Illustration by Francesca Mahaney of church domes in Italy
Italy is beautiful, but travel can still be stressful. (Illustration by Francesca Mahaney, Pratt Institute)

What Three Weeks in Italy Taught Me About Uncertainty

Pushing yourself out of your comfort zone is important but doing it to the detriment of your mental wellbeing can take a toll.

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Illustration by Francesca Mahaney of church domes in Italy

Pushing yourself out of your comfort zone is important but doing it to the detriment of your mental wellbeing can take a toll.

Growing up, I lived in a suburb. This suburb was surrounded by several other suburbs, all under the domain of one big city. For me, this meant I spent most of my time in relatively small communities, only venturing into the big city for sporting events, theatre productions and fancy dinners. As a result, I grew slightly terrified of big cities, content to explore them with my family but always looking over my shoulder because I never knew what to expect.

As I grew older, I became a little better at exploring, experiencing more excitement at the sights around me, but still wary. This means that when I signed up for a 3-week J-Term study abroad option to Italy as a sophomore in college, I was both really excited and slightly terrified — elated at the opportunity to travel and explore again, a trait I’ve inherited from my adventurous dad and his family, and cautious of navigating big cities in a more independent environment.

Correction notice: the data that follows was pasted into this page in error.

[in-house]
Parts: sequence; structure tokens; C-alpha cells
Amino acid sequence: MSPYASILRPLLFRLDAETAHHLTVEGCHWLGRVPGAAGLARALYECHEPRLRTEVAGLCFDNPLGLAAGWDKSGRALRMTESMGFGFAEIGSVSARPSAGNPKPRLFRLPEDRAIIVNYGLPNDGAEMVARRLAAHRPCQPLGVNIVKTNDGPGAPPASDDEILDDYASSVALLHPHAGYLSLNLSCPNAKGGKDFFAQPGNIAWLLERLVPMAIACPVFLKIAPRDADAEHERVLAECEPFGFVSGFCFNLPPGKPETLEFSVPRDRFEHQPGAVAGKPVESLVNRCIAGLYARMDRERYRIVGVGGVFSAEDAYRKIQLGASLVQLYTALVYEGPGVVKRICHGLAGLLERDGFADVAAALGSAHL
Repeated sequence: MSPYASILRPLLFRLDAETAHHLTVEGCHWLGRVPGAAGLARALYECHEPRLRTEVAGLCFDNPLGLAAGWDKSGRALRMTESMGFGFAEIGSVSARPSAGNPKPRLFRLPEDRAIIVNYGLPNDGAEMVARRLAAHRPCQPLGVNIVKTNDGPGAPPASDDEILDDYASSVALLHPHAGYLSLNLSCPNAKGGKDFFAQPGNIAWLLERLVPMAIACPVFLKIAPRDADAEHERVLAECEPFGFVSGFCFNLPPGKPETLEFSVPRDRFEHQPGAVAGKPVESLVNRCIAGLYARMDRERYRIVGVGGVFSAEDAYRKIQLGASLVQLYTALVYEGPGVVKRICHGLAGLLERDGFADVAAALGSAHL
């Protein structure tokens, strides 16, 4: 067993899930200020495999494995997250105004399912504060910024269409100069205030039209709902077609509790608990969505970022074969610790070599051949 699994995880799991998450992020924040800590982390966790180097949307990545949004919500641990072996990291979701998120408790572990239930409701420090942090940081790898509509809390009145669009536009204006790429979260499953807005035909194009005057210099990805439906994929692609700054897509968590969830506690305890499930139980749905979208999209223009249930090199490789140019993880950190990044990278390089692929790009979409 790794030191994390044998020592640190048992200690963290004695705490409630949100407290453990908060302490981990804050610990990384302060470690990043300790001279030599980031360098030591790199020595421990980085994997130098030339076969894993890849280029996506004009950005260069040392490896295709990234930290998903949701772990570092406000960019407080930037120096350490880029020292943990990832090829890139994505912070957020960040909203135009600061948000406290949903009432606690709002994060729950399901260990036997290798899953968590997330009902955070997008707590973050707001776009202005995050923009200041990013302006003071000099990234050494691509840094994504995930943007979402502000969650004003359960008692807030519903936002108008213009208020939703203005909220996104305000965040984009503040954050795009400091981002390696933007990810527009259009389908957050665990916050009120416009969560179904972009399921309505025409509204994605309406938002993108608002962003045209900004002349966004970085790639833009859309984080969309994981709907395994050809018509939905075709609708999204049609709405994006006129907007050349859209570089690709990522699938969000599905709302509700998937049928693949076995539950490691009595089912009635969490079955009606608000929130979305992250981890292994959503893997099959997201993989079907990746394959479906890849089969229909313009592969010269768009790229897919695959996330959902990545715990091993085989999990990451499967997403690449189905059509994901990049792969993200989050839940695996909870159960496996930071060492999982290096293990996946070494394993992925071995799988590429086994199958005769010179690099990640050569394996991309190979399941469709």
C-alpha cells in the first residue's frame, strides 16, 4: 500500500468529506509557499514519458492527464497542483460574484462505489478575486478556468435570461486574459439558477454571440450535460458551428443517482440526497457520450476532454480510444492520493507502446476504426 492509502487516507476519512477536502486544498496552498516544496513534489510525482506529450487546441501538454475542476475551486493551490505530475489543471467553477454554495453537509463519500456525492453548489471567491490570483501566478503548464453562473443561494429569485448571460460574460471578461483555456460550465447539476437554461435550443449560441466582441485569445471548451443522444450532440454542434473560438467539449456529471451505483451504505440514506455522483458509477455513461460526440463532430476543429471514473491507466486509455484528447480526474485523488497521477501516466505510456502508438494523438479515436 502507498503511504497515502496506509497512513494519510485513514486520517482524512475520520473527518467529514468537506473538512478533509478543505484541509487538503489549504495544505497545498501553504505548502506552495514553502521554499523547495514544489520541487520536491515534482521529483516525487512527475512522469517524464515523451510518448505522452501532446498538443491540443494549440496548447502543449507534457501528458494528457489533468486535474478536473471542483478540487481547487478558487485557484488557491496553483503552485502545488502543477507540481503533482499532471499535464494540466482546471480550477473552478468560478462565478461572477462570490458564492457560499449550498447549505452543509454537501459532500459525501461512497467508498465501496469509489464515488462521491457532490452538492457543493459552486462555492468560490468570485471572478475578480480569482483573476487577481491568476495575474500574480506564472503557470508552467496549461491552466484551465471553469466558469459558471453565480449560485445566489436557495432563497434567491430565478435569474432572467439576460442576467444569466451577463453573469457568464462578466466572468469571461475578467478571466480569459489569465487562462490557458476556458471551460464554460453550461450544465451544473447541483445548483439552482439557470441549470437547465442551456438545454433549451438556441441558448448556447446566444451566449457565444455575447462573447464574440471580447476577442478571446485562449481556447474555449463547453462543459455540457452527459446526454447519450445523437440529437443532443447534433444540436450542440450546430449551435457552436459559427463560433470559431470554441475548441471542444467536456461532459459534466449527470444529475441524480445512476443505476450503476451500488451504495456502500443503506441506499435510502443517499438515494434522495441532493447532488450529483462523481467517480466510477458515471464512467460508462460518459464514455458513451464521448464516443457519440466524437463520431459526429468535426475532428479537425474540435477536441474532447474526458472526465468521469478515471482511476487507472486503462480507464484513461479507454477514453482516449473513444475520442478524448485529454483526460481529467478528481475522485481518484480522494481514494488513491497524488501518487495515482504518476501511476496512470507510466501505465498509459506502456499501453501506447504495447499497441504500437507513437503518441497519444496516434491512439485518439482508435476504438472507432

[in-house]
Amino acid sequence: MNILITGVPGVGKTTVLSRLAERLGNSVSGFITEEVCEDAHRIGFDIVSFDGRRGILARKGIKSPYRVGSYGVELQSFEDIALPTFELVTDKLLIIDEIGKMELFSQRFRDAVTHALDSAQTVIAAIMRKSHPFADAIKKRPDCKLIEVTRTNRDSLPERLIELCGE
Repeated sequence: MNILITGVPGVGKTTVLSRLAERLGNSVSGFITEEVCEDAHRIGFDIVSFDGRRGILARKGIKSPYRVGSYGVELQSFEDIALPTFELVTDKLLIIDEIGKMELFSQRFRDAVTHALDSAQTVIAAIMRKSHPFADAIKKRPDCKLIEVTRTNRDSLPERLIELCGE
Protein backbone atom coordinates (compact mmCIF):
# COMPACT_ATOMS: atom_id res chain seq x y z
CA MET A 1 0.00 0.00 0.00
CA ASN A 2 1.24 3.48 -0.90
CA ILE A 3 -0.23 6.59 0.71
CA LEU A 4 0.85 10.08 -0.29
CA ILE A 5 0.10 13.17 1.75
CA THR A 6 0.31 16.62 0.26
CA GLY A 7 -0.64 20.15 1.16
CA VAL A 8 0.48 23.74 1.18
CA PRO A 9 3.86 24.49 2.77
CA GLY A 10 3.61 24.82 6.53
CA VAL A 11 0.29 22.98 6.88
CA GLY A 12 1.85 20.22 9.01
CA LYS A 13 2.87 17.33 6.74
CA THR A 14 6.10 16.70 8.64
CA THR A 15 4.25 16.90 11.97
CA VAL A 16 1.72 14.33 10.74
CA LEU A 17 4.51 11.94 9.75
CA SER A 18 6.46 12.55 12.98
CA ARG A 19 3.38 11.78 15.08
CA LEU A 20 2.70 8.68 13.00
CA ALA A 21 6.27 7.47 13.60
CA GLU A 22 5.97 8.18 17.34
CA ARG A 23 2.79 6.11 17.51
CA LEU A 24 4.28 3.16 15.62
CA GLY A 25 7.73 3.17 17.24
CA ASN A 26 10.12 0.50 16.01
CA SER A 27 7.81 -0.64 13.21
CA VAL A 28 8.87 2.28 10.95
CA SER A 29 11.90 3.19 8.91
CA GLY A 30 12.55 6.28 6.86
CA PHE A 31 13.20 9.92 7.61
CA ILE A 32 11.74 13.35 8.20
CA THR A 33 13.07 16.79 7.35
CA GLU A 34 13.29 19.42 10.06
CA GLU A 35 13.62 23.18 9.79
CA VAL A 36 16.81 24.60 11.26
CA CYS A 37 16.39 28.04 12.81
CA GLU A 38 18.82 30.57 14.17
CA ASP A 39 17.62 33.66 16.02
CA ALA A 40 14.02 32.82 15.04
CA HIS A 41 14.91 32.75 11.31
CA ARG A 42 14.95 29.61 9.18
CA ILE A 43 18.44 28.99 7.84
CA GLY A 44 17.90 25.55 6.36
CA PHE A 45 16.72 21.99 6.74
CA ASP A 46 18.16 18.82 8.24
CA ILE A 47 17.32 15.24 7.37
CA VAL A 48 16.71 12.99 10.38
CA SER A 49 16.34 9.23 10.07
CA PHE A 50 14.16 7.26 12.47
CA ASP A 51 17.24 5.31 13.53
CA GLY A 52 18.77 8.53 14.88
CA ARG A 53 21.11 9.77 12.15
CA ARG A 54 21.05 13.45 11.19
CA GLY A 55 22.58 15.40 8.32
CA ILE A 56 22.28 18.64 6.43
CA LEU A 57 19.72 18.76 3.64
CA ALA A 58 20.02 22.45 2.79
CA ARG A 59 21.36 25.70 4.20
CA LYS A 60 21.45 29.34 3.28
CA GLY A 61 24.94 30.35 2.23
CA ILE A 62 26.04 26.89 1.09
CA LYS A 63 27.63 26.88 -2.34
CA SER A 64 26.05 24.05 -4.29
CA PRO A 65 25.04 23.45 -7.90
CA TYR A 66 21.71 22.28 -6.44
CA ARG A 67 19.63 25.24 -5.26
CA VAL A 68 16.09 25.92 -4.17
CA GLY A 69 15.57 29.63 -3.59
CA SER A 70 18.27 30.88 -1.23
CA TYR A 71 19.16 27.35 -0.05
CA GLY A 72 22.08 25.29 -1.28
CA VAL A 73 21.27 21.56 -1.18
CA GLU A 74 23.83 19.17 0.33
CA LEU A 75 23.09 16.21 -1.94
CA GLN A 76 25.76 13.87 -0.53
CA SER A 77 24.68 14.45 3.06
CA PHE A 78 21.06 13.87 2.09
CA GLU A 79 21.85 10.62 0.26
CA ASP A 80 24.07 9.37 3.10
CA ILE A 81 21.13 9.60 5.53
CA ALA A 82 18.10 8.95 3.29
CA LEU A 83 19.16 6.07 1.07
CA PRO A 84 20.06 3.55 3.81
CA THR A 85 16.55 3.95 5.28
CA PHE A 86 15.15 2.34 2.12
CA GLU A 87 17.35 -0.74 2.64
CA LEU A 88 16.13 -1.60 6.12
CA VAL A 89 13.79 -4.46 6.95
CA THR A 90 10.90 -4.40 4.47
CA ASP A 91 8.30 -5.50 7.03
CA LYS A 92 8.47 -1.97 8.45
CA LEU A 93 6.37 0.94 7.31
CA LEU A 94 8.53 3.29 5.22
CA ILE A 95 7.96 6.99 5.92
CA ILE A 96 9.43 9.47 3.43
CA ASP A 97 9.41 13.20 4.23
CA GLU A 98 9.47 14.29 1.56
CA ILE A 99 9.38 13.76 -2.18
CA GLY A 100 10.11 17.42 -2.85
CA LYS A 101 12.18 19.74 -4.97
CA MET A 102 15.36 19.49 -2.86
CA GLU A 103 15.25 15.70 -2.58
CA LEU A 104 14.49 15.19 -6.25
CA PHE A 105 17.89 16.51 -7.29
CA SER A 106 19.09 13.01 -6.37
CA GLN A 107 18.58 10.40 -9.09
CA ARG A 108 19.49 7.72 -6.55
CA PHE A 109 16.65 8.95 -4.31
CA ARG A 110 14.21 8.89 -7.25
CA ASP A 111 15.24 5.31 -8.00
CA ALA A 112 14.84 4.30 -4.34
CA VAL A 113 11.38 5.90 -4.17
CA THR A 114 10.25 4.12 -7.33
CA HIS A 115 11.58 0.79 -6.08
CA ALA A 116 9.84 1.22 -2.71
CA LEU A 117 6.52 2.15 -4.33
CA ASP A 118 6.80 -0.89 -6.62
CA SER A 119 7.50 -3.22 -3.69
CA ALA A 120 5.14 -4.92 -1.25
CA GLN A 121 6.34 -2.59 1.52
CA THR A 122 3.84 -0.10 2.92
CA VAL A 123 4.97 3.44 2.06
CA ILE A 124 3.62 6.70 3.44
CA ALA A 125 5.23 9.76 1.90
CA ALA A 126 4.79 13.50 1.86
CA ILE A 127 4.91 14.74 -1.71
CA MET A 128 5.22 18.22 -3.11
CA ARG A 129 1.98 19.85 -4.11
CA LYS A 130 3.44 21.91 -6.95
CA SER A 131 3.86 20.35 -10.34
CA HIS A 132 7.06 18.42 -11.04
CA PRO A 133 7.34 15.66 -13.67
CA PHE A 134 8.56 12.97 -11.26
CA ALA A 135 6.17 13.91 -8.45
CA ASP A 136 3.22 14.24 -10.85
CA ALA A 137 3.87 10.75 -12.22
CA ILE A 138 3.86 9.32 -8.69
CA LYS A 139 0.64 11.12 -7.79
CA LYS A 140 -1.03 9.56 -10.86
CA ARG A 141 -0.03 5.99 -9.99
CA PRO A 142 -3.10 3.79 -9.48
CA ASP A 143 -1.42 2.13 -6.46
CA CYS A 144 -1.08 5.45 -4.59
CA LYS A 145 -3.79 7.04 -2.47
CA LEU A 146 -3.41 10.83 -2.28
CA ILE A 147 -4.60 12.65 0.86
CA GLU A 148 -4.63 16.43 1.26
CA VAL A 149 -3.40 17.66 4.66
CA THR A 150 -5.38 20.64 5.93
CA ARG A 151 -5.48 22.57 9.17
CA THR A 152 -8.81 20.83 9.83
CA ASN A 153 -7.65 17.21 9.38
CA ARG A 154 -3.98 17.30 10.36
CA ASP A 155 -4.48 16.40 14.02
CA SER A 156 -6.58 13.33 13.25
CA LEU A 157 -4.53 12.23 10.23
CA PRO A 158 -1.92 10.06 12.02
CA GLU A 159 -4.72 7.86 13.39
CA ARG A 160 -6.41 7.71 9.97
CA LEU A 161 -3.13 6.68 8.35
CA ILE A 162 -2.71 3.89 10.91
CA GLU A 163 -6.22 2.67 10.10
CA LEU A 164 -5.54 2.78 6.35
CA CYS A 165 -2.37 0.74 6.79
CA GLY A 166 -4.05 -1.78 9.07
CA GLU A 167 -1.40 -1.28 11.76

To be fair, I would be with professors and other students from my school; I found comfort in this, but I didn’t want to be afraid to explore. I didn’t want to let anxiety of the unknown get in my head because I wanted to seize this opportunity in every way I could.

I remembered how I’d traveled to Spain as a junior in high school with a teacher and a few other students. I experienced very little anxiety on this trip — mostly excitement, peace and joy. The only time I felt apprehensive was during the few hours when my teacher encouraged us to explore on our own as she ate ice cream with the other teachers from the program. Even then, I’d been scared when the safety net of an authority figure was gone.

Still, the independence and self-assuredness I gained during those few hours was tremendous, allowing me to see that good things could come out of scary situations. So, I pushed myself in Italy. I pushed myself to find a group of people I felt comfortable with, embrace all the anxiety I was feeling and explore in the ways I’d done in Spain.

I traveled through new cities every couple days, constantly needing to adapt to new vibes and surroundings, which threw me for a bit of a loop every time we moved locations. I wandered through unfamiliar streets, day and night, pushing myself to take in every bit of uncertainty I could, even when certain streets looked sketchier than others. I tried new foods, became as immersed in local culture as I could and interacted with locals.